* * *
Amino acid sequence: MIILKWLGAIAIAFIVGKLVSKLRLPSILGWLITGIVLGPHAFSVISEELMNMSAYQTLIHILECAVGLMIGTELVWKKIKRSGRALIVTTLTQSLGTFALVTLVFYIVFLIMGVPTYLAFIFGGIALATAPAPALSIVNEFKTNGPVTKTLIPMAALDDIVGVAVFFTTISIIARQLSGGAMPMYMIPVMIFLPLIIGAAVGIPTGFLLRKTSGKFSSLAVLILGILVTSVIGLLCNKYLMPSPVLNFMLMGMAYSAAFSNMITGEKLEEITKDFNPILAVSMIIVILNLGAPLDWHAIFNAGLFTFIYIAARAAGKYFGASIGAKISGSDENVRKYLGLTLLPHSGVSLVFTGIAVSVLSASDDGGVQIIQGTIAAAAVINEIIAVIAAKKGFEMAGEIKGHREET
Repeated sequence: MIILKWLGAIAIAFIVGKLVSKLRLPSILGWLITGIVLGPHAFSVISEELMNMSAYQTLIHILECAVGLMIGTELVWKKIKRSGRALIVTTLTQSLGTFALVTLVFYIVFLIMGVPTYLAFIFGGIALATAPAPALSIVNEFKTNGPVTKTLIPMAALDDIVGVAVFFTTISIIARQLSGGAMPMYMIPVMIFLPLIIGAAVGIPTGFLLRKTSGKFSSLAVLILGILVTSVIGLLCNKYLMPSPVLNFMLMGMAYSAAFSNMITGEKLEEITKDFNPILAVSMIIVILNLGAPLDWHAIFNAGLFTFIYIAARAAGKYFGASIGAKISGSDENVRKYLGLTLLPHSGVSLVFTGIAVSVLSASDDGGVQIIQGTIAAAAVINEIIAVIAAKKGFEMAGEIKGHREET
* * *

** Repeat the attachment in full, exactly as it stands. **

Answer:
Amino acid sequence: MIILKWLGAIAIAFIVGKLVSKLRLPSILGWLITGIVLGPHAFSVISEELMNMSAYQTLIHILECAVGLMIGTELVWKKIKRSGRALIVTTLTQSLGTFALVTLVFYIVFLIMGVPTYLAFIFGGIALATAPAPALSIVNEFKTNGPVTKTLIPMAALDDIVGVAVFFTTISIIARQLSGGAMPMYMIPVMIFLPLIIGAAVGIPTGFLLRKTSGKFSSLAVLILGILVTSVIGLLCNKYLMPSPVLNFMLMGMAYSAAFSNMITGEKLEEITKDFNPILAVSMIIVILNLGAPLDWHAIFNAGLFTFIYIAARAAGKYFGASIGAKISGSDENVRKYLGLTLLPHSGVSLVFTGIAVSVLSASDDGGVQIIQGTIAAAAVINEIIAVIAAKKGFEMAGEIKGHREET
Repeated sequence: MIILKWLGAIAIAFIVGKLVSKLRLPSILGWLITGIVLGPHAFSVISEELMNMSAYQTLIHILECAVGLMIGTELVWKKIKRSGRALIVTTLTQSLGTFALVTLVFYIVFLIMGVPTYLAFIFGGIALATAPAPALSIVNEFKTNGPVTKTLIPMAALDDIVGVAVFFTTISIIARQLSGGAMPMYMIPVMIFLPLIIGAAVGIPTGFLLRKTSGKFSSLAVLILGILVTSVIGLLCNKYLMPSPVLNFMLMGMAYSAAFSNMITGEKLEEITKDFNPILAVSMIIVILNLGAPLDWHAIFNAGLFTFIYIAARAAGKYFGASIGAKISGSDENVRKYLGLTLLPHSGVSLVFTGIAVSVLSASDDGGVQIIQGTIAAAAVINEIIAVIAAKKGFEMAGEIKGHREET